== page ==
By Chuck Leddy
Rebecca Le Grange is a Managing Partner at Sojourn Solutions. We caught up with the London-based Le Grange recently to discuss her career in marketing operations, her goals at Sojourn, her proudest moments, what she’s learned along the way, and any advice she’d like to share about succeeding in the industry. Most of all, Le Grange expresses clear and consistent pride in her clients, many of whom have exceeded their business objectives and won industry (and company) awards. What follows is an edited transcript of our conversation.
What do you like most about working in marketing operations?
Le Grange: Personality-wise, I really like efficiency. It’s enjoyable to help our clients work smarter and streamline what they’re doing, including with their data, how they’re using their teams, and then layering on top of that the technologies they may be using. I’m also a people person and love interacting with our clients, helping them better collaborate with and influence other people within their business.
Sometimes those are hard conversations, but afterwards it’s really rewarding to see how a customer gets along better with some of those other teams or other team members, maybe from IT or sales or elsewhere. And then I find it highly rewarding to work with our internal teams here at Sojourn, assisting them in growing their accounts, their careers, and helping their own clients deliver measurable results.
Is there a particular customer experience that you’re most proud of?
Le Grange: Well, I’ve worked with our customer, Vodafone, for the better part of a decade now, even before I founded Sojourn. I’ve been able to see them succeed. I know how hard it was for them even to get started. They were really cutting edge within their organization, going against the grain. They didn’t have a lot of backing then, and now I see how far they’ve come.
I’ve seen their great progression over ten years. They’ve even been able to win industry awards. That’s just so rewarding, to be along for that journey. I don’t take it lightly — customers coming back repeatedly and giving us their business over and over again. I think it’s such a privilege to be able to share in some of those successes, to see the results customers like Vodafone have been able to achieve. That’s one of my favorite things.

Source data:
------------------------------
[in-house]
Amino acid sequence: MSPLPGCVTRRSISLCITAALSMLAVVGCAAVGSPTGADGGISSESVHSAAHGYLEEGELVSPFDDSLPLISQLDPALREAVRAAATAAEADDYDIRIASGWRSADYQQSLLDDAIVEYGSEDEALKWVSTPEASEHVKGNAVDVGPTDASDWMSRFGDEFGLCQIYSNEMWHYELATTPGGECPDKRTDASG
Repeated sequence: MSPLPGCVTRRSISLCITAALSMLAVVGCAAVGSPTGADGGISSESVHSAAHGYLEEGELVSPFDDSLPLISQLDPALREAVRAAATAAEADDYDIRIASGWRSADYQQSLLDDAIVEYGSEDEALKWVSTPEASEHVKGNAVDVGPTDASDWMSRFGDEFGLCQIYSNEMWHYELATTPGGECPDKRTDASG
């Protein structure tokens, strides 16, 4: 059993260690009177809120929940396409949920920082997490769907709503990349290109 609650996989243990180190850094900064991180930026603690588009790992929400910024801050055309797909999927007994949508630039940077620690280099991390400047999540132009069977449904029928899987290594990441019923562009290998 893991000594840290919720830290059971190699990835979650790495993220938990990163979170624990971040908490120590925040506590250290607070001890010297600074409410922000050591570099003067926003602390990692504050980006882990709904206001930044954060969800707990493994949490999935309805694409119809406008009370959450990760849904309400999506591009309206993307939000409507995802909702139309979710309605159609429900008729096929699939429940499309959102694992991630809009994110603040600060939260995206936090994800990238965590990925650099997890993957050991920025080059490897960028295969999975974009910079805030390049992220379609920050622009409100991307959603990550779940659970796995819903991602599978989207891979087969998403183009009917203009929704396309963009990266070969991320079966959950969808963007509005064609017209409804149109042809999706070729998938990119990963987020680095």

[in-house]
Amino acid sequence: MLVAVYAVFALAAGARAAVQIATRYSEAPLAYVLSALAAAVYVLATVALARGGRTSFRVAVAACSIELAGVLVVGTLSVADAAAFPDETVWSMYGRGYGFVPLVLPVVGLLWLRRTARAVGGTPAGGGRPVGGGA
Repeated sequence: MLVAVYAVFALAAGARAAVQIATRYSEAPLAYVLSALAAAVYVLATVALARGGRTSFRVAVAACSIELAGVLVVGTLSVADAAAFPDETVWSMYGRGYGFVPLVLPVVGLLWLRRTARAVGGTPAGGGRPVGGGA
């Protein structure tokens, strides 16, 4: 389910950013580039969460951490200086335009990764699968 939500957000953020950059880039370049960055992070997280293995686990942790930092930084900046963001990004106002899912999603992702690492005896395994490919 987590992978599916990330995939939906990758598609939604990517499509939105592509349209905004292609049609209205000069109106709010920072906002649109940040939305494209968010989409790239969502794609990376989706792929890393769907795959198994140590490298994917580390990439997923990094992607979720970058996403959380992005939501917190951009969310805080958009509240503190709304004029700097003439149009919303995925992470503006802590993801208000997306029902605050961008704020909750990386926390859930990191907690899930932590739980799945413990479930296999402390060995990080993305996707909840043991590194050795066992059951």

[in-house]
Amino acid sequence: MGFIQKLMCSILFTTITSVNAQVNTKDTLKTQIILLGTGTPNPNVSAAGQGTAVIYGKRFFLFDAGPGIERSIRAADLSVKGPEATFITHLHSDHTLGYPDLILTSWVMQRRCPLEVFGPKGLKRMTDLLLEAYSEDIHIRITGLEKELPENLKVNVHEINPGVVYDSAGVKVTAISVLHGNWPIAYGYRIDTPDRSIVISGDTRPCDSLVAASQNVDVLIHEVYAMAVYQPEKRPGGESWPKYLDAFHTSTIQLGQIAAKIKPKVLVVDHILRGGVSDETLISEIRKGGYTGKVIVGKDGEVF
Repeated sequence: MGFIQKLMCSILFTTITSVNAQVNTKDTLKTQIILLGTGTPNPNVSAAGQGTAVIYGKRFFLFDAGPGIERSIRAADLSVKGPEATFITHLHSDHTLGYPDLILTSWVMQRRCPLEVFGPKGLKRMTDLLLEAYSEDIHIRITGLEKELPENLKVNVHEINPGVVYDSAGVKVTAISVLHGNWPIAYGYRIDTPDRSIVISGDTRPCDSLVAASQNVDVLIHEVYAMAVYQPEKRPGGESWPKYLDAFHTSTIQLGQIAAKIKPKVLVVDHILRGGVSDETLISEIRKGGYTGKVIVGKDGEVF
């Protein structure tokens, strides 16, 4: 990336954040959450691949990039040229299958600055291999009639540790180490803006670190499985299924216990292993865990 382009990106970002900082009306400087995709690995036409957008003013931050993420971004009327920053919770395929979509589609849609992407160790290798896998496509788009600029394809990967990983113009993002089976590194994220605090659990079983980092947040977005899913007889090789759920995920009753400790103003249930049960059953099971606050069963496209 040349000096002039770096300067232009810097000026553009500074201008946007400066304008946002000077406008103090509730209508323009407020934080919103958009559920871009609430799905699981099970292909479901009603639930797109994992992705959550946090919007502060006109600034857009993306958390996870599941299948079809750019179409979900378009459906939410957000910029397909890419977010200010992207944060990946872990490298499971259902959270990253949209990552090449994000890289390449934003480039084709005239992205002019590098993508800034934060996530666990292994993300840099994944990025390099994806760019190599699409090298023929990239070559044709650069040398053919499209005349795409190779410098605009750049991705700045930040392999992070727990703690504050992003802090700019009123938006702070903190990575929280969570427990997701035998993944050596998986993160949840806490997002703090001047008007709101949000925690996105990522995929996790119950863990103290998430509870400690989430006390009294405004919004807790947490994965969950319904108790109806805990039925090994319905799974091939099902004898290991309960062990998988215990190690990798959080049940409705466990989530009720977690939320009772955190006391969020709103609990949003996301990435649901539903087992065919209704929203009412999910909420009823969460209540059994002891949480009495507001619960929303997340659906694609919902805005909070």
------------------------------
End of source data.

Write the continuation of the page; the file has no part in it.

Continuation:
What are the ongoing challenges you face at Sojourn, and how do you navigate them?
Le Grange: Finding the right people is challenging. We want consultants who are really going to help our customers, people who are a great fit for our clients and Sojourn too. We’re picky because culture is so important to us. Even if somebody has the right skills but they don’t have the right attitude, we probably won’t hire them or work with them. The other part is finding the “right” customers for us.
Author Simon Sinek [“Start With Why”] says “choose the right customers because they’re the ones who are going to be with you for the long haul.” We work well with customers, or individuals within our customer organizations, who have an appetite for change, a willingness to try out new things. Marketing in its very essence is about experimentation. It requires a willingness to put yourself out there and say, “Okay, I’m going to try this. It might not be exactly the right approach, but I have a hypothesis and I’m going to prove it right or wrong, and then adapt from there.” We partner well with such open-minded customers.